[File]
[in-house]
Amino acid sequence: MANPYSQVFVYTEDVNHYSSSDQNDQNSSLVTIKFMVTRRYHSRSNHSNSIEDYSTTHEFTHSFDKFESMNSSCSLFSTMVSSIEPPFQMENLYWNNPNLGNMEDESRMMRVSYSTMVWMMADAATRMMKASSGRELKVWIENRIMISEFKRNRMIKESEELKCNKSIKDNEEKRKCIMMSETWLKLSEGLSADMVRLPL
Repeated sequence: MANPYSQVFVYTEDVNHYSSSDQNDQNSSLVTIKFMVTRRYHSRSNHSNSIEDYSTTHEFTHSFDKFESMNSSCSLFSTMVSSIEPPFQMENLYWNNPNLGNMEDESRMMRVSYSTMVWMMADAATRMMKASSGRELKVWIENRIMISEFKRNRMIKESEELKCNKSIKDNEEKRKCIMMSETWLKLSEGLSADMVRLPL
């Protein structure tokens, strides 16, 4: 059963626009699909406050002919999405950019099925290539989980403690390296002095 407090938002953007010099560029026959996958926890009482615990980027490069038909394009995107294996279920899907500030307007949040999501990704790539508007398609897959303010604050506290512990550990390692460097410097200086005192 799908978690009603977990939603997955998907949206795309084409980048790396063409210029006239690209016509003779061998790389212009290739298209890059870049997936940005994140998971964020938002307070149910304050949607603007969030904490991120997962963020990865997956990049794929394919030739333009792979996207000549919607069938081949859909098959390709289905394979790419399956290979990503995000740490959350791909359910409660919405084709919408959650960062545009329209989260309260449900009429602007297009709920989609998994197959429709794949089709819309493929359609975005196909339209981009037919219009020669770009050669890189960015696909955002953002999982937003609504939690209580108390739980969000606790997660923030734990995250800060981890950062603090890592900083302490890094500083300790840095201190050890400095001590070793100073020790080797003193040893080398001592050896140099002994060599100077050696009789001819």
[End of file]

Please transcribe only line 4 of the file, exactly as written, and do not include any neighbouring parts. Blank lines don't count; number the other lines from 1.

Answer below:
């Protein structure tokens, strides 16, 4: 059963626009699909406050002919999405950019099925290539989980403690390296002095 407090938002953007010099560029026959996958926890009482615990980027490069038909394009995107294996279920899907500030307007949040999501990704790539508007398609897959303010604050506290512990550990390692460097410097200086005192 799908978690009603977990939603997955998907949206795309084409980048790396063409210029006239690209016509003779061998790389212009290739298209890059870049997936940005994140998971964020938002307070149910304050949607603007969030904490991120997962963020990865997956990049794929394919030739333009792979996207000549919607069938081949859909098959390709289905394979790419399956290979990503995000740490959350791909359910409660919405084709919408959650960062545009329209989260309260449900009429602007297009709920989609998994197959429709794949089709819309493929359609975005196909339209981009037919219009020669770009050669890189960015696909955002953002999982937003609504939690209580108390739980969000606790997660923030734990995250800060981890950062603090890592900083302490890094500083300790840095201190050890400095001590070793100073020790080797003193040893080398001592050896140099002994060599100077050696009789001819």